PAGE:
Written by Will Del Din
January 15, 2015
Leading legal figures have put forward a radical proposal to curb the influence of black-market drug operations in Sydney and abroad.
The plan, devised by the New South Wales Bar Association's criminal law committee, is designed to provide a regulated system where drugs are legally available.
It is important to acknowledge that the committee consists of highly-respected legal figures that have prosecuted and defended criminal matters. It stands to reason that their opinion is based on years of handling drug-related matters in New South Wales courts.
The shock suggestion comes in the wake of increasing media attention surrounding the use of illegal substances in Sydney, following the death of Georgina Bartter at the Harbourlife music festival.
The committee says that current laws in the area are failing, and encourage further risks taken by users who purchase these substances from ‘black market’ suppliers. Further, the committee highlighted their growing concern at further crime, such as prostitution and armed robbery, being committed in order to supplement a drug habit.
The Bar Association has scheduled a conference at the end of May to discuss drug law reform. The aim of the conference is to encourage the community to discuss drug law reform, instead of dismissing the proposal outright. The NSW State Government has also been under pressure to develop further strategies to address the problem, including setting up a summit involving stakeholders.
With many states in the United States of America now providing a regulated system of legal availability for cannabis, Australian governments are now considering proposals to adopt a similar legislative position. Indeed, the NSW government is in the process of funding three trials for the medical use of cannabis.
The committee argues that the law has been “largely ineffective” at preventing the use and availability of illicit drugs, and something must be done to arrest the impact of the internet drug trade and illegal use of pharmaceutical drugs.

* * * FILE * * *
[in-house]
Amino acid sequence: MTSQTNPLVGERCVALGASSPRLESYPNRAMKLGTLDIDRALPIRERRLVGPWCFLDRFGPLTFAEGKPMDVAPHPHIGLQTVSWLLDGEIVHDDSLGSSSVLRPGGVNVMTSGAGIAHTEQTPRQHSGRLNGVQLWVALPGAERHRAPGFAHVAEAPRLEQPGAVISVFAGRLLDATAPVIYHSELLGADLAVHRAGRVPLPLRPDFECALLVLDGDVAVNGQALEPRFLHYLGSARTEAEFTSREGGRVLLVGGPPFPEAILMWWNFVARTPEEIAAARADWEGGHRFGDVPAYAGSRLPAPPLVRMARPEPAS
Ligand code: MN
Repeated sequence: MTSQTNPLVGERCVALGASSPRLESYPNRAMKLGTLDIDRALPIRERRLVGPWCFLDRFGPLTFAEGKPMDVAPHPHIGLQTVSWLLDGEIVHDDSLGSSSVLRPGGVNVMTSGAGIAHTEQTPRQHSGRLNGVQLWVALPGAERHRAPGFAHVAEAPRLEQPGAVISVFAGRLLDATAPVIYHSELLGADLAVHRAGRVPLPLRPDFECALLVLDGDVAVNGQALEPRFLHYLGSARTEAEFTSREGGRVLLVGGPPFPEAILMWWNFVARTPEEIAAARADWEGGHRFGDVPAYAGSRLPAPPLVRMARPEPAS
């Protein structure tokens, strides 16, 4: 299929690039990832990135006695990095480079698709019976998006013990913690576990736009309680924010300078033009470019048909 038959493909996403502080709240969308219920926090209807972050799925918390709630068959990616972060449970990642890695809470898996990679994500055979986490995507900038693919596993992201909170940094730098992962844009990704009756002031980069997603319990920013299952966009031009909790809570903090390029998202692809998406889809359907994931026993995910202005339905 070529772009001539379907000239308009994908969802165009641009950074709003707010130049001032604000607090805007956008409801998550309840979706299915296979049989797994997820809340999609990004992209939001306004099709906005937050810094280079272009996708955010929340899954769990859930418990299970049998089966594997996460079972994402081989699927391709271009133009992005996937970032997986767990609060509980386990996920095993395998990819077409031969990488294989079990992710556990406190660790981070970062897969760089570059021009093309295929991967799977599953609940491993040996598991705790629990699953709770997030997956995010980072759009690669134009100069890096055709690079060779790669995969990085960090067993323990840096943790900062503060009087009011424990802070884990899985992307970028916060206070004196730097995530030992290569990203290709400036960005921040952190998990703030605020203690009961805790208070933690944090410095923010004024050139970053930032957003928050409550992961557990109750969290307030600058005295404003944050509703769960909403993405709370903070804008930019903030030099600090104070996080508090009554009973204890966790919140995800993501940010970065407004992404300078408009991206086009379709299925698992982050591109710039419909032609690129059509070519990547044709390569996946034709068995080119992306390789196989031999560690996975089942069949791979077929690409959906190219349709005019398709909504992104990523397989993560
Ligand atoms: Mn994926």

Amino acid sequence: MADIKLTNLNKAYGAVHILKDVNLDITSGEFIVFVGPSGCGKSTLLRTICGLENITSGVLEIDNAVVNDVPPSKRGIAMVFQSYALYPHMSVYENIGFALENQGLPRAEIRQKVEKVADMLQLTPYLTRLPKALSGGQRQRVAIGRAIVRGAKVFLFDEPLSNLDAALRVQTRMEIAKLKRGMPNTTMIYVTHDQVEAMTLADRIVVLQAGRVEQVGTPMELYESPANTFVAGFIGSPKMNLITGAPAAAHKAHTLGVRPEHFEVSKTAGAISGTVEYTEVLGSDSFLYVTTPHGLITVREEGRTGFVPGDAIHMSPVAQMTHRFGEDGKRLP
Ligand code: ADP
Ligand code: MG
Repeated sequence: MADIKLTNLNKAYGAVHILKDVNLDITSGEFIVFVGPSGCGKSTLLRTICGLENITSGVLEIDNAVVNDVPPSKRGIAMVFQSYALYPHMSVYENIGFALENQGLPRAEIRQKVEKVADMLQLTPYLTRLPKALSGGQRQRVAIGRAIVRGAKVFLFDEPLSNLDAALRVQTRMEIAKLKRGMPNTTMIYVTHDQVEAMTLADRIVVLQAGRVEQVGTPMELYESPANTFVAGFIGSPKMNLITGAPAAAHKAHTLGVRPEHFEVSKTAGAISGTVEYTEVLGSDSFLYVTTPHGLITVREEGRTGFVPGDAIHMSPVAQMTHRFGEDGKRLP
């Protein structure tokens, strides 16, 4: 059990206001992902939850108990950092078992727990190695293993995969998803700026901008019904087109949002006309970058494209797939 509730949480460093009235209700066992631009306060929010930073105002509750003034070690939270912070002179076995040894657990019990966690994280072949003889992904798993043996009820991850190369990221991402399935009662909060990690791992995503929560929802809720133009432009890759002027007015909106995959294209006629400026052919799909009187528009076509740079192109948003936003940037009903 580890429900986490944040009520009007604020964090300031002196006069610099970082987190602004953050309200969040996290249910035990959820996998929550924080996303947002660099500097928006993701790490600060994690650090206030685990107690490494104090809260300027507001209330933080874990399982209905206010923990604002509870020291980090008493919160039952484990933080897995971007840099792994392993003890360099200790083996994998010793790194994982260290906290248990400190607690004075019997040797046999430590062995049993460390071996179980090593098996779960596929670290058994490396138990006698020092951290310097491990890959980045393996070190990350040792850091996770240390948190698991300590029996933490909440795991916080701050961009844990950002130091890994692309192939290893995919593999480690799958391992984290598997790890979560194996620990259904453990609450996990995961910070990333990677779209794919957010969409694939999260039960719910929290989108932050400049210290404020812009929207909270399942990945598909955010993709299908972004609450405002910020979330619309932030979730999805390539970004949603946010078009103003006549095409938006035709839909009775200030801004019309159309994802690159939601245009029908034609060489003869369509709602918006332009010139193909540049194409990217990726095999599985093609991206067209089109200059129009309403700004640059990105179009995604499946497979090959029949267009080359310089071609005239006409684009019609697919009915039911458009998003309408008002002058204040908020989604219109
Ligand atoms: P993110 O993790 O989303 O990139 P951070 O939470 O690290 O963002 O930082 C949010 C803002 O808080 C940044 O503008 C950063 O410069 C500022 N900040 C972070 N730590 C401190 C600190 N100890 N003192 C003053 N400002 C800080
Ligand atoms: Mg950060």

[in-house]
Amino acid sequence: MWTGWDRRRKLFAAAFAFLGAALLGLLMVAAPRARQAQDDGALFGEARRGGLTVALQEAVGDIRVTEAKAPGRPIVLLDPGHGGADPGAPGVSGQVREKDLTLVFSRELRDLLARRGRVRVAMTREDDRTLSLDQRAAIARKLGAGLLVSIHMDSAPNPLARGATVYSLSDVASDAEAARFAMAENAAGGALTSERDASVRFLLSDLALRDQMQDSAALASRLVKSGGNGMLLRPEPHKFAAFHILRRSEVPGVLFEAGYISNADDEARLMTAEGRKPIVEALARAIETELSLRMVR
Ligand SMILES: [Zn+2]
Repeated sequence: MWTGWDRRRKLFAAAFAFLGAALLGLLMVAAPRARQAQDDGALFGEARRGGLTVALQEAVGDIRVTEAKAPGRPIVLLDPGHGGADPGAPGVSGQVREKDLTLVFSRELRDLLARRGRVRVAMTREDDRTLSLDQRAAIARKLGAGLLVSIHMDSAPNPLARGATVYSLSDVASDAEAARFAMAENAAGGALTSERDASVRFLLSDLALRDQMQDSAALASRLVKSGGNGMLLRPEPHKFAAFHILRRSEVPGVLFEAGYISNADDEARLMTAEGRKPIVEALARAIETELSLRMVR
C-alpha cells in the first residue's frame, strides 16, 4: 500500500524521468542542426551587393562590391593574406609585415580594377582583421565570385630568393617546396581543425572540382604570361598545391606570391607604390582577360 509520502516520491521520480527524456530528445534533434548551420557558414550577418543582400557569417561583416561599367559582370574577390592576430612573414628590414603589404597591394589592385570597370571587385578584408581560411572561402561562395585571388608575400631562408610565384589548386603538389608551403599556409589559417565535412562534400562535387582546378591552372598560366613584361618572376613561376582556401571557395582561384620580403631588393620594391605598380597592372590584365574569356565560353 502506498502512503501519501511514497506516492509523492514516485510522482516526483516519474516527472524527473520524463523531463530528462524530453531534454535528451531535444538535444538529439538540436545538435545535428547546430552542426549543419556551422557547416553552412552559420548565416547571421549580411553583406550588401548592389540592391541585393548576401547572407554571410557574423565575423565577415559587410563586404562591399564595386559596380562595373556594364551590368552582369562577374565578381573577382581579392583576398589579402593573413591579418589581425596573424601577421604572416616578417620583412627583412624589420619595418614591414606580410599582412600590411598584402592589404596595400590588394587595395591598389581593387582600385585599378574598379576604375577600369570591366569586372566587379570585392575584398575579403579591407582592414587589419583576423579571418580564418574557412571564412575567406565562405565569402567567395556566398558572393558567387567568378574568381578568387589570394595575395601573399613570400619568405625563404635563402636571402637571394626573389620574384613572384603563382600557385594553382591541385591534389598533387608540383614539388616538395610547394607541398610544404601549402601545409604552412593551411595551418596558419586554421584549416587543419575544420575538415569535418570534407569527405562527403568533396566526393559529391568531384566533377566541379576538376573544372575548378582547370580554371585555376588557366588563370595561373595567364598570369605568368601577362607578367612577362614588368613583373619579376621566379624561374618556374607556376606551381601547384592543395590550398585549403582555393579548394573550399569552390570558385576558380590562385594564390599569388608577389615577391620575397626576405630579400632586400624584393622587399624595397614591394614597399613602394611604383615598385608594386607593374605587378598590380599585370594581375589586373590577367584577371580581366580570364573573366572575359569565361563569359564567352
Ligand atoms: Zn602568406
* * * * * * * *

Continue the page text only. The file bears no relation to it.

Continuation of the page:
It is obvious that the legal system plays an important role in reflecting the community’s attitude towards illicit drugs. The current prohibitionist model does not seem to have had the desired effect in terms of deterring drug suppliers and drug users from engaging in illegal behaviour.
Therefore, an attempt to provide an alternative approach is something that should be considered. Some research needs to be undertaken by the NSW government and other regulatory bodies to discuss the best system of regulation.
The NSW Bar Association’s criminal law committee have suggested introducing licencing controls on the production and supply of drugs, along with price regulation and comprehensive services for treating drug addiction. They also stressed banning private trafficking, supplying to children and advertising of the substances as key components of their proposal.
The idea to provide a highly-regulated system of legal availability for illicit drugs has some merit, however at this stage it is merely a proposal. More research must be done by the NSW government and stakeholders before this idea becomes a viable option for curbing illicit drug use.